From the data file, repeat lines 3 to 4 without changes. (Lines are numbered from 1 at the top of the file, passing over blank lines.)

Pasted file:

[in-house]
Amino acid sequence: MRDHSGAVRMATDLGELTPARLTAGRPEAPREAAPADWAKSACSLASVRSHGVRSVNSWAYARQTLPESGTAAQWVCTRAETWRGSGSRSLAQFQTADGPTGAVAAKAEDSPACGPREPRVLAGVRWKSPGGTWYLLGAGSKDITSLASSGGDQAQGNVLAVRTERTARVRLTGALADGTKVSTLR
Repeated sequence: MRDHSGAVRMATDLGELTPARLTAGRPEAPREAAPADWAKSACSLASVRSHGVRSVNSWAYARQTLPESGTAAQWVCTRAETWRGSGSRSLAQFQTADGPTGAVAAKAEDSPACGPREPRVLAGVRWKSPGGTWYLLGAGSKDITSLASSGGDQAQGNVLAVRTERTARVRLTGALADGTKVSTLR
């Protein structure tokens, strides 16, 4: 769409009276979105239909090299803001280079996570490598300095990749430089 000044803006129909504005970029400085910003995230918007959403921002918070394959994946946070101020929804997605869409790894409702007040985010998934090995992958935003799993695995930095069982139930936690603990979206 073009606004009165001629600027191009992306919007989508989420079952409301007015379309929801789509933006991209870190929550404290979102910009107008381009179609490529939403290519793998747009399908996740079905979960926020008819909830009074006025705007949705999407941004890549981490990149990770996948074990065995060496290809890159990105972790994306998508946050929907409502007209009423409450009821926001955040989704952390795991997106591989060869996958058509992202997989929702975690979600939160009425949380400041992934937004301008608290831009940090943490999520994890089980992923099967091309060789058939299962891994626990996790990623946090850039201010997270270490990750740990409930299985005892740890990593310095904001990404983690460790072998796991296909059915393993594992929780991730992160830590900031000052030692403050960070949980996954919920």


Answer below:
Repeated sequence: MRDHSGAVRMATDLGELTPARLTAGRPEAPREAAPADWAKSACSLASVRSHGVRSVNSWAYARQTLPESGTAAQWVCTRAETWRGSGSRSLAQFQTADGPTGAVAAKAEDSPACGPREPRVLAGVRWKSPGGTWYLLGAGSKDITSLASSGGDQAQGNVLAVRTERTARVRLTGALADGTKVSTLR
């Protein structure tokens, strides 16, 4: 769409009276979105239909090299803001280079996570490598300095990749430089 000044803006129909504005970029400085910003995230918007959403921002918070394959994946946070101020929804997605869409790894409702007040985010998934090995992958935003799993695995930095069982139930936690603990979206 073009606004009165001629600027191009992306919007989508989420079952409301007015379309929801789509933006991209870190929550404290979102910009107008381009179609490529939403290519793998747009399908996740079905979960926020008819909830009074006025705007949705999407941004890549981490990149990770996948074990065995060496290809890159990105972790994306998508946050929907409502007209009423409450009821926001955040989704952390795991997106591989060869996958058509992202997989929702975690979600939160009425949380400041992934937004301008608290831009940090943490999520994890089980992923099967091309060789058939299962891994626990996790990623946090850039201010997270270490990750740990409930299985005892740890990593310095904001990404983690460790072998796991296909059915393993594992929780991730992160830590900031000052030692403050960070949980996954919920």